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Old 09-03-2019, 10:54 AM   #1
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Highways Horrible? Here are some facts

After our June tour of CA, I said the roads were awful. Here is a survey that agrees with me. CA is about 45th overall and far worse than neighboring states.

Check out your state's ranking

https://patch.com/california/banning...ign=newsletter
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Old 09-03-2019, 12:22 PM   #2
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After our June tour of CA, I said the roads were awful. Here is a survey that agrees with me. CA is about 45th overall and far worse than neighboring states.

Check out your state's ranking

https://patch.com/california/banning...ign=newsletter
Those in charge in CA probably just turn the chart over and them brag how they #8 from the top.


Since roads are supposed to be primarily supported by fuel taxes it would be nice to see a law passed prohibiting diversion of these funds to any project that doesn't go directly into road maintenance or construction. Here in my state these funds are being siphoned off to create bike lanes/paths and other forms of transportation. Excuse is that the money is going to projects that help reduce traffic but unfortunately don't do anything for reducing potholes, fixing bridges, or creating new roads in areas that have had population increases.

It gives me a "big warm fuzzy feeling" when I know that $0.68 (State + Federal) is being collected on every tank of gas I buy (an average tax of $15 per tank for me) which lasts right up to the point I pull back on the road and wonder where the heck it's being spent.

Something many overlook is the actual increase in vehicle operating cost due to crappy roads. Excessive wear on suspension parts, damage to tires, wheels, and suspension parts, not to mention all the loose nuts and bolts caused by the lousy roads.

It's estimated that it costs CA drivers collectively $61 Billion per year due to their aging roads, $22.1 Billion in Vehicle Operating Costs alone.

https://www.equipmentworld.com/bad-r...esearch-shows/

In my view it's not going to ever get better. As cities grow to the size of LA, San Francisco, Chicago, New York, and now Seattle, the population is more concentrated around a central core and more and more people use public transportation. Since they've used up their open spaces they are growing upward with people living in high rise apartments. The people who benefit from good public transit often don't own cars and rarely if ever purchase a gallon of gas. Being voters they elect legislators who support their views that more highways (including highway maintenance) is unnecessary but want all gas tax money to go into more buses, light rail, and bike lanes.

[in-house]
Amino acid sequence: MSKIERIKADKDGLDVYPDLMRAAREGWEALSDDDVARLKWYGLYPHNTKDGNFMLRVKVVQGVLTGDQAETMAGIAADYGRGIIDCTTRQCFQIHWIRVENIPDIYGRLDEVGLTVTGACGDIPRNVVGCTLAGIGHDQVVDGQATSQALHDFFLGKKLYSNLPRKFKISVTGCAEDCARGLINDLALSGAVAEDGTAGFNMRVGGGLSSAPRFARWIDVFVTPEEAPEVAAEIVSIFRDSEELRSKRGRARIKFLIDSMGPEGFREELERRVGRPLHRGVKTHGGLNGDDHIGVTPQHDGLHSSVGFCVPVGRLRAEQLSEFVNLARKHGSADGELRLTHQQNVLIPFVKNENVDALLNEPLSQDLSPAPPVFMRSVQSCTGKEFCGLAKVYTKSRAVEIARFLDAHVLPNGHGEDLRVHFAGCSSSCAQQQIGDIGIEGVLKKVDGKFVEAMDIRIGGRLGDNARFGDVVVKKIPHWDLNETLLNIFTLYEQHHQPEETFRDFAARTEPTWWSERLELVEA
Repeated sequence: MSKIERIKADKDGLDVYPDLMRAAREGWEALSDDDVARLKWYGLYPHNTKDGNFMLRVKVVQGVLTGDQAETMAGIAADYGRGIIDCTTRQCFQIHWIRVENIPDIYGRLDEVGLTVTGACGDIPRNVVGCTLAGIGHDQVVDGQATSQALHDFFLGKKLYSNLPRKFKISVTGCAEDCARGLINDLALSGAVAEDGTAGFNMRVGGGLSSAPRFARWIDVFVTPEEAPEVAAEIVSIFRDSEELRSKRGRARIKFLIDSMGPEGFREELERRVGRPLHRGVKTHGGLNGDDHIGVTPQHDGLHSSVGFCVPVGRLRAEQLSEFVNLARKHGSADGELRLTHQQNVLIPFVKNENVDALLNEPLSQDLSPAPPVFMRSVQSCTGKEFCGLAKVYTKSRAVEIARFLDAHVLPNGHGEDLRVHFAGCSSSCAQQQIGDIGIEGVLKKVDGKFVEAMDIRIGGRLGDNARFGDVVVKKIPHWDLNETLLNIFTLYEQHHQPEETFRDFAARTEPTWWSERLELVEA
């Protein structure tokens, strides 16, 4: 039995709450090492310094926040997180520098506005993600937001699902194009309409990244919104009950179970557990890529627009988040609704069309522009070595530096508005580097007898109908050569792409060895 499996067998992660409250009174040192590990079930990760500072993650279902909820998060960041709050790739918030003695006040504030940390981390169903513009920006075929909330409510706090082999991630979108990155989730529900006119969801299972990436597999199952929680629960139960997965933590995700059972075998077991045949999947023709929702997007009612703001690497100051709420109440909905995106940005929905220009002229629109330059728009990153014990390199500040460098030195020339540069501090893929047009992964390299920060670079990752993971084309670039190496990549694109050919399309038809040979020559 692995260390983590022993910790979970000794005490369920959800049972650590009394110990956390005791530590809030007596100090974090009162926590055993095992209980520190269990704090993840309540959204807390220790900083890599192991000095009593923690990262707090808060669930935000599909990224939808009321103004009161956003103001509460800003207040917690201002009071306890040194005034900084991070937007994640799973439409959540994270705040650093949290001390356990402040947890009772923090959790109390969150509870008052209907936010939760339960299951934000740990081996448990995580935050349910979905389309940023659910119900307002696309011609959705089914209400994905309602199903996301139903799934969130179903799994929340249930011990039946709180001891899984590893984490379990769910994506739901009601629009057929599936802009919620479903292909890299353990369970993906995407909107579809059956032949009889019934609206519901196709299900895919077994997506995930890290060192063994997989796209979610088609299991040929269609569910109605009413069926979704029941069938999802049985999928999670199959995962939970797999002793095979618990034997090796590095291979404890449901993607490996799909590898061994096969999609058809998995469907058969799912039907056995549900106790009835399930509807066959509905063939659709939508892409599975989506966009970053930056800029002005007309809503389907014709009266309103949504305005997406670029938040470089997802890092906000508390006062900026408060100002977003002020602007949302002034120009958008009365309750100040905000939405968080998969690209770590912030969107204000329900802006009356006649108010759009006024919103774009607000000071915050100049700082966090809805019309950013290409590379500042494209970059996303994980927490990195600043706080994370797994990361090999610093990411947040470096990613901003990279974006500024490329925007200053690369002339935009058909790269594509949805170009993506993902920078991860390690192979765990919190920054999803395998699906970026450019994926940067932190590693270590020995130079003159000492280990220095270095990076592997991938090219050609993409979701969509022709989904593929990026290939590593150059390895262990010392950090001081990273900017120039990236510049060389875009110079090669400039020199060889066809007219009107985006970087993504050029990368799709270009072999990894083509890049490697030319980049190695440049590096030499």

Makes it tough for those who actually need to drive a vehicle to get to work.

Last big frustration, bicycles. When it comes to bike lanes and road use (yes, they do take space on streets) bicycle riders are essentially "free loaders". No license of any kind required (or insurance for that matter). Buy a bicycle and you get free use of the roadway. Buy a car and you get to pay a fuel tax (even electric cars in this state are assessed an annual fee to use the road) but not bikes Last time I went to Seattle I noticed that many streets were reduced by one lane just to accommodate bicycles and while traffic is bumper to bumper, the bike lane is empty.
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Old 09-03-2019, 12:25 PM   #3
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Last big frustration, bicycles. When it comes to bike lanes and road use (yes, they do take space on streets) bicycle riders are essentially "free loaders".
How about those darn pedestrians? All those sidewalks and they don't pay any pedestrian tax(yes..sidewalks do take space). We need to start taxing pedestrians...those "free loaders".
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Old 09-03-2019, 01:04 PM   #4
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How about those darn pedestrians? All those sidewalks and they don't pay any pedestrian tax(yes..sidewalks do take space). We need to start taxing pedestrians...those "free loaders".
Sidewalks aren't paid for by highway funds. Usually separate bond issues and pedestrians DO pay when they pay their property taxes.

In cities the sidewalks have to be installed by the developers who build the buildings next to them as is the case with housing developments.
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Old 09-03-2019, 01:08 PM   #5
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Sidewalks aren't paid for by highway funds. Usually separate bond issues and pedestrians DO pay when they pay their property taxes.
And cyclists also pay taxes on MOST of the roads they ride on in one way or another.
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Old 09-03-2019, 01:12 PM   #6
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I guess highway funds do pay for sidewalks at times...

https://safety.fhwa.dot.gov/ped_bike...ort/chap2f.cfm

Quote: